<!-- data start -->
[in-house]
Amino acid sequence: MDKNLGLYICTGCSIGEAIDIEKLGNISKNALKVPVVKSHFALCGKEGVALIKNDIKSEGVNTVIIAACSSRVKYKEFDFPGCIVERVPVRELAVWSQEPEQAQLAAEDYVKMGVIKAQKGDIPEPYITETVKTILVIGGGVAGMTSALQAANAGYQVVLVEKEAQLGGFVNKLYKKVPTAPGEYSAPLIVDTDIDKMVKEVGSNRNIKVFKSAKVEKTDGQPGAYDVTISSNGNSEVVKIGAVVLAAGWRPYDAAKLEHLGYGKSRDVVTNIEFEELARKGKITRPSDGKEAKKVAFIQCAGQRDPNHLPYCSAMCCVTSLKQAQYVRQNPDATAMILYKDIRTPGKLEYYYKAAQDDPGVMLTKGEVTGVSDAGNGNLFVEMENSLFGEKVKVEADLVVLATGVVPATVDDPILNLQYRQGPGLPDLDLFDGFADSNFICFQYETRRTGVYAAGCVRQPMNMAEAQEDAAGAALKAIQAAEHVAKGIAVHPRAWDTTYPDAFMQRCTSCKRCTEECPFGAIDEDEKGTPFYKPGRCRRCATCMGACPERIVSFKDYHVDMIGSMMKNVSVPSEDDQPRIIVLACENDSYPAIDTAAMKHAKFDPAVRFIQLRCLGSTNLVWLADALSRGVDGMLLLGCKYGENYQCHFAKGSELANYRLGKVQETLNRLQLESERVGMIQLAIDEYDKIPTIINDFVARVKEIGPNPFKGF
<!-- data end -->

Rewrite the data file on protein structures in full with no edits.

[in-house]
Amino acid sequence: MDKNLGLYICTGCSIGEAIDIEKLGNISKNALKVPVVKSHFALCGKEGVALIKNDIKSEGVNTVIIAACSSRVKYKEFDFPGCIVERVPVRELAVWSQEPEQAQLAAEDYVKMGVIKAQKGDIPEPYITETVKTILVIGGGVAGMTSALQAANAGYQVVLVEKEAQLGGFVNKLYKKVPTAPGEYSAPLIVDTDIDKMVKEVGSNRNIKVFKSAKVEKTDGQPGAYDVTISSNGNSEVVKIGAVVLAAGWRPYDAAKLEHLGYGKSRDVVTNIEFEELARKGKITRPSDGKEAKKVAFIQCAGQRDPNHLPYCSAMCCVTSLKQAQYVRQNPDATAMILYKDIRTPGKLEYYYKAAQDDPGVMLTKGEVTGVSDAGNGNLFVEMENSLFGEKVKVEADLVVLATGVVPATVDDPILNLQYRQGPGLPDLDLFDGFADSNFICFQYETRRTGVYAAGCVRQPMNMAEAQEDAAGAALKAIQAAEHVAKGIAVHPRAWDTTYPDAFMQRCTSCKRCTEECPFGAIDEDEKGTPFYKPGRCRRCATCMGACPERIVSFKDYHVDMIGSMMKNVSVPSEDDQPRIIVLACENDSYPAIDTAAMKHAKFDPAVRFIQLRCLGSTNLVWLADALSRGVDGMLLLGCKYGENYQCHFAKGSELANYRLGKVQETLNRLQLESERVGMIQLAIDEYDKIPTIINDFVARVKEIGPNPFKGF